Use Referrals to Reduce Recruiting Costs

When it comes to recruiting new employees, an oft-overlooked resource can reduce costs and increase the quality of job candidates.

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Recruiting new employees is expensive. Experts estimate that organizations spend billions of dollars a year — some peg the cost at more than $4,000 per new hire — as they strive to fill job openings.

Yet too often, the results don’t justify the cost. Consider this: About one-third of new employees quit their jobs within the first six months, according to one study. And a recent Gallup poll shows that 70 percent of workers are disengaged from their jobs. With this kind of disparity between hiring costs and employee turnover/disengagement, it’s easy to question what organizations get in return for their investment.

But it doesn’t have to be that way. In fact, organizations can reduce their recruiting costs, increase their return on investment and reduce employee turnover by tapping into a resource that’s found in the halls, cubicles, offices and meeting rooms right under their collective roofs: their own employees.

“Employee referrals provide an easy and inexpensive way to leverage your employee bases to expand the talent pools beyond just job boards and career websites,” says Jenna Filipkowski, Ph.D., the vice president of research at the Human Capital Institute (www.hci.org), a consulting group that specializes in strategic talent management. “They’re already vetted because your employees know them. They’re a great way to get your organization’s brand out in front of people.”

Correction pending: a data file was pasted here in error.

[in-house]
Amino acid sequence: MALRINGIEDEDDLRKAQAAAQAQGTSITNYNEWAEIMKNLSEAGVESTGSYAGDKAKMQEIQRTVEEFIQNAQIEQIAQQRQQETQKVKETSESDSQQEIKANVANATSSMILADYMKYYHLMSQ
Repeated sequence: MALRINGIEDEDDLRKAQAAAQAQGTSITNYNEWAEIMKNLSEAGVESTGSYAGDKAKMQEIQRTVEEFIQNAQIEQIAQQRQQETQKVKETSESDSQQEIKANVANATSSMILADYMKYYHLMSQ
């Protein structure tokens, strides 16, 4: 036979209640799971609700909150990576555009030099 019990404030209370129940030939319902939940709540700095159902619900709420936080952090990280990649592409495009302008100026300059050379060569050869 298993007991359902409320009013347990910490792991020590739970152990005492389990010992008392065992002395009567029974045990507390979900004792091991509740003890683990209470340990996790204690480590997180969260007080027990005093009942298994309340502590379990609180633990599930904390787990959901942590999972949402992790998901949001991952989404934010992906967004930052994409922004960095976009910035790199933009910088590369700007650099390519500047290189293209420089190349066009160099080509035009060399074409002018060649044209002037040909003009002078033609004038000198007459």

Referred candidates are three to four times more likely to be hired than traditionally recruited candidates, according to a recent HCI study entitled, Making Referral Programs Count: Sourcing Quality Hires through Employee Networks. The study, which polled more than 200 organizations, also found that employee-referred candidates are typically a better cultural fit because they most likely have values and beliefs similar to the ones held by the referring employee. And while the study found that referred employees don’t necessarily perform better than nonreferred employees, they typically stay with organizations longer, Filipkowski says.

That’s no small matter in light of the high cost of employee turnover. According to a study performed by the Society for Human Resource Management, employers typically shell out the equivalent of six to nine months of an employee’s salary to find and train a replacement. Moreover, a study conducted by the Center for American Progress showed that filling the position of highly trained executives could be as high as 213 percent of their salaries.

Gaining popularity

The study showed that 29 percent of the organizations surveyed have increased their usage of employee referrals compared to the previous year. While the reasons for that are difficult to pinpoint, one thing is certain: As unemployment rates continue to drop, the pool of qualified job candidates keeps shrinking.

That, in turn, makes it more and more challenging for employers to fill open positions. As Filipkowski puts it, “It’s a candidate’s market, which isn’t so great for employers trying to fill those positions.”

As such, organizations must be more strategic about how they recruit new employees, which could explain why employee-referral programs are becoming more popular. But in order to be effective, there are several things organizations must consider. For starters, follow the KISS philosophy, as in Keep It Simple, Stupid. “It must be simple for employees to use, not some complex, multi-hurdle program that’s hard for employees to wrap their brains around,” she says.